Rough Sowthistle

Sonchus asper (L.) Hill

Family: - Asteraceae.


Sonchus is the Greco-Latin name of the Sow Thistle.

Rough Sowthistle

Other names:

Prickly Sowthistle

Spiny Sowthistle

Rough Milk Thistle


Rough Sowthistle is an erect, branched annual or biennial herb about 1 m tall with hollow stems which have a milky sap. The basal leaves are up to 30 cm long, form a rosette and are somewhat leathery and toothed with the teeth sometimes prickly. The stem leaves are somewhat smaller and stem clasping. The yellow dandelion-like flower heads are clustered, each about 2 cm in diameter, with all the florets having a radiating petal-like blade. The tiny fruits are short and flattened, topped by a tuft of fine soft bristles. Native to Europe, Asia and northern Africa, they are common weeds of pasture and waste land, but also invade bushland, particularly in damp areas. It flowers for much of the year but mainly in spring and early summer.



Two. Oval with a rounded tip, 12 to 18 mm long with a very short merging petiole. Base tapered. Hairless, or the upper surface may carry a few white multi-cellular hairs. The seedling has a very short hypocotyl and no epicotyl.

First Leaves:

Arise singly, the first being oval, with a rounded tip, 12 to 18 mm long overall with a petiole approximately 5 mm long. A few white multi-cellular hairs may occur on the upper surface, and the margin is slightly toothed and spined. Later leaves are more lobed and usually hairless.


Develops as a rosette about 250 mm in diameter. Exudes a sticky white sap when damaged.

Petiole - None.

Blade - Dark green, stiff, leathery, egg shaped and shallowly lobed or toothed, rarely deeply lobed, 200 mm long by 50 mm wide, prickly, sometimes glossy and usually are hairless. Broad basal lobes rounded with prickly teeth and bent downwards. End lobe is not wider than the upper side lobes. Hairless.

Stem leaves - Alternate, stalkless and clasping, but are not continued as wings down the stem. The upper leaves carry a reduced number of lobes or no lobes at all, and are bent back. The leaves are hairless and the upper surface is shiny. Broad basal lobes rounded and bent downwards against the stem.


Erect, up to 1500 mm tall, circular in cross section, shallow fluting, hollow, waxy bloom, and has dark longitudinal striations. Branched especially towards the top. The stems are hairless or carry a few scattered purplish glandular hairs towards the top. When cut the plant exudes a milky latex.

Flower head:

Several head in a corymb at the ends of stems on stalks(peduncles) usually with dark glandular hairs. Heads 10 to 15 mm in diameter by 9-25 mm long.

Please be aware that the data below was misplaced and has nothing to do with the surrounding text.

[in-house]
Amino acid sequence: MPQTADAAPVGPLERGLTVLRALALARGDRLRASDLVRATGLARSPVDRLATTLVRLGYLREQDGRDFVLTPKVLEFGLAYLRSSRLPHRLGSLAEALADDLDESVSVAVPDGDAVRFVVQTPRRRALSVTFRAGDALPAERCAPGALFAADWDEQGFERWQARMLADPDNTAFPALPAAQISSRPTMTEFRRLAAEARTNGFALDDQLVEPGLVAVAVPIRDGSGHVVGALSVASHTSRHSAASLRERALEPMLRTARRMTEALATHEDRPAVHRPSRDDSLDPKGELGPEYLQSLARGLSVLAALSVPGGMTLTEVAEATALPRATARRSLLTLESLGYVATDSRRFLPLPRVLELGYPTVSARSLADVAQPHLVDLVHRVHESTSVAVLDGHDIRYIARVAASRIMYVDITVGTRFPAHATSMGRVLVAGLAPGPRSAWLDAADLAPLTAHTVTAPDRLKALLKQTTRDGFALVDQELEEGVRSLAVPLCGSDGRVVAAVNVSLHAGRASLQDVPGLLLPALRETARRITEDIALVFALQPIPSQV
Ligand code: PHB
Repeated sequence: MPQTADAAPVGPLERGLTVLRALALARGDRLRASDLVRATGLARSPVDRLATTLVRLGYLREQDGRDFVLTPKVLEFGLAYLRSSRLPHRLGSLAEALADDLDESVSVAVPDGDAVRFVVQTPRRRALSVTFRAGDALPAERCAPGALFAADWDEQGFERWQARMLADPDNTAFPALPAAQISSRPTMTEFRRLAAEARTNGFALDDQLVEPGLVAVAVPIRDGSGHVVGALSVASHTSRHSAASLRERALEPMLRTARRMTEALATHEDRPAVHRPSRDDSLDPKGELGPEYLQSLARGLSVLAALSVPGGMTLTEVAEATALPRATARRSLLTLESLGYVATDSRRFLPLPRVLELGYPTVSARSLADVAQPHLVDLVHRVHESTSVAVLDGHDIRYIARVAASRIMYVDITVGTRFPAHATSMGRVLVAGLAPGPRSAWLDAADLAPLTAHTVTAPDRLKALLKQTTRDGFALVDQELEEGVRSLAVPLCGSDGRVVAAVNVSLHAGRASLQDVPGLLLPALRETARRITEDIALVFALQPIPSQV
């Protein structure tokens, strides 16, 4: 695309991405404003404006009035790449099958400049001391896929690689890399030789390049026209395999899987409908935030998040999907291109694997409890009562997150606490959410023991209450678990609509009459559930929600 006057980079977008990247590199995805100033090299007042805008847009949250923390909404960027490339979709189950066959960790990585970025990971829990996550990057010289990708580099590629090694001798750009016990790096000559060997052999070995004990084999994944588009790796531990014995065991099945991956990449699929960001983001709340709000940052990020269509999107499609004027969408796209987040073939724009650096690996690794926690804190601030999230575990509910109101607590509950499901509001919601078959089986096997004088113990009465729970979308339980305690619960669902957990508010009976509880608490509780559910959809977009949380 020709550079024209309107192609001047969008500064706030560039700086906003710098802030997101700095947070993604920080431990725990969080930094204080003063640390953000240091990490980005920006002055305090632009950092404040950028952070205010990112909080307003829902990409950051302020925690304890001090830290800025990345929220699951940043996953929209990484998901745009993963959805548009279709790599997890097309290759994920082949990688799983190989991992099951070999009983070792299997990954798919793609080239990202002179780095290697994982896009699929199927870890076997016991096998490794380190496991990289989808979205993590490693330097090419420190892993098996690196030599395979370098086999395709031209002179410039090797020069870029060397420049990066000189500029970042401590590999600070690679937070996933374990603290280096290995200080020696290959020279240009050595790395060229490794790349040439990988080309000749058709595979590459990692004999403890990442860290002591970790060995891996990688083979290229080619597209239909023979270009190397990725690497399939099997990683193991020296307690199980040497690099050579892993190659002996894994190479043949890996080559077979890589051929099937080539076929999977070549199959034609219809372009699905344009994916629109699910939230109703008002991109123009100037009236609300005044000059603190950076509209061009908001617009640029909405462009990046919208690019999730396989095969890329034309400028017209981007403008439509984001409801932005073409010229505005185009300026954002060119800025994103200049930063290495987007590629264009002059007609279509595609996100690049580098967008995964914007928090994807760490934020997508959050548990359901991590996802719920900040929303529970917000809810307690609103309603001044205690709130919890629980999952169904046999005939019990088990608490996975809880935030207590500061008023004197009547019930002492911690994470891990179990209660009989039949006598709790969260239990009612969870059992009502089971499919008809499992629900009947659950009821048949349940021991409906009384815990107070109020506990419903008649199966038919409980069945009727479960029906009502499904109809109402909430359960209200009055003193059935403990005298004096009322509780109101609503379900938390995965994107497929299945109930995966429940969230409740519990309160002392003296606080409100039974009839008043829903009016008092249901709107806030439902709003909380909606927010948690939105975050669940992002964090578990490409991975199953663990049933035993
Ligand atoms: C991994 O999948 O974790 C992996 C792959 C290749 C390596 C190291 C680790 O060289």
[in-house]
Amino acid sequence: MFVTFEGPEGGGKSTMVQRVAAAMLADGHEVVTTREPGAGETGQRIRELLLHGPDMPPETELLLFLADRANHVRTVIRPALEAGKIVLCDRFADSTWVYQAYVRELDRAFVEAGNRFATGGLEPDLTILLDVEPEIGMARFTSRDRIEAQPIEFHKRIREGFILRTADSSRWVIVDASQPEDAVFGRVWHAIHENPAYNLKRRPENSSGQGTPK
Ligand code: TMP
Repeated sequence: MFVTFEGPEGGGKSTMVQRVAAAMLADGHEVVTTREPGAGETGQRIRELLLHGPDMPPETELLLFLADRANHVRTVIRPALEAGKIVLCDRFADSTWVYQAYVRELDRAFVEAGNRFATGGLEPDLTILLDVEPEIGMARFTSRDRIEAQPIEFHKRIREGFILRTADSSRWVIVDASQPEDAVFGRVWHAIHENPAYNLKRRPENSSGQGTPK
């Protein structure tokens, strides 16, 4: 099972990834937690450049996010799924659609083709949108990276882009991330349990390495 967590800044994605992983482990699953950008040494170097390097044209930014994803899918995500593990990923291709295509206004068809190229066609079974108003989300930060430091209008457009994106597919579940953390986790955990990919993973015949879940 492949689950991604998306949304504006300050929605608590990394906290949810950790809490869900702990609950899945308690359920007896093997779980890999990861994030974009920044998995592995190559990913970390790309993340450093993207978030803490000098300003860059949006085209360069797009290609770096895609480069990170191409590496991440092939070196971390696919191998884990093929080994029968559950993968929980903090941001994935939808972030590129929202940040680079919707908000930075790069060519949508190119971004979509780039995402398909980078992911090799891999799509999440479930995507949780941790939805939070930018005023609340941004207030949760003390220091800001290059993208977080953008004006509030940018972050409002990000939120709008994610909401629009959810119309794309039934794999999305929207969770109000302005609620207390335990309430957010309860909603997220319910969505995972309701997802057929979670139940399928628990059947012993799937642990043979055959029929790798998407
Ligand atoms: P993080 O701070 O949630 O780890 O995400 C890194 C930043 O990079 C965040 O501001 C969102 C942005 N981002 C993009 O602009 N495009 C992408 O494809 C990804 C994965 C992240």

Golden yellow, thistle type. with ligulate florets,

Bracts -

Florets - Tubular, all with 'petals'(ligules), tubes longer than 'petals'

'Petals' - Pale yellow.

Stamens -

Anthers -


Brown, oval, flattened achene with 3-5 obvious, smooth, lengthwise ribs on each face, otherwise smooth, never crosswise wrinkled, 2.5-3 mm long by 1.5 mm wide including the 2 wings which are usually hairy. Pappus of many, very fine, silky bristles.


Enclosed in the achene.



Key Characters:

Terminal lobe of leaves not wider than upper laterals, margins spinose-ciliate, base of leaf broadened into rounded appressed auricles.

Stems leafy.

Sap milky.

Inflorescence branched.

Florets all ligulate.

Receptacle naked.

Achenes ovate-oblong to elliptic in outline, narrowed towards both ends, compressed, obtuse, ribbed lengthwise, glabrous, not beaked, margin narrowly winged, faces with 3-5 prominent ribs which are never raised to form small wings.

Pappus of numerous silky bristles intermixed with fine down like barbed hairs.

From J.M. Black, N.T. Burbidge and N.S. Lander.


Life cycle:

Annual or biennial. Seeds germination from autumn to spring. They grow mainly through the winter and usually die after flowering.



By seed.

Flowering times:

Mainly spring in wester NSW.

August to November in Perth.

Throughout the year in WA.

Seed Biology and Germination:

Vegetative Propagules:



Intermediate forms between Common Sowthistle (Sonchus oleraceus) and Rough Sowthistle (Sonchus asper) may occur.


Population Dynamics and Dispersal:

Seed is mainly spread by wind.

Since it is palatable in the young stages it does not normally survive in pasture.

Origin and History: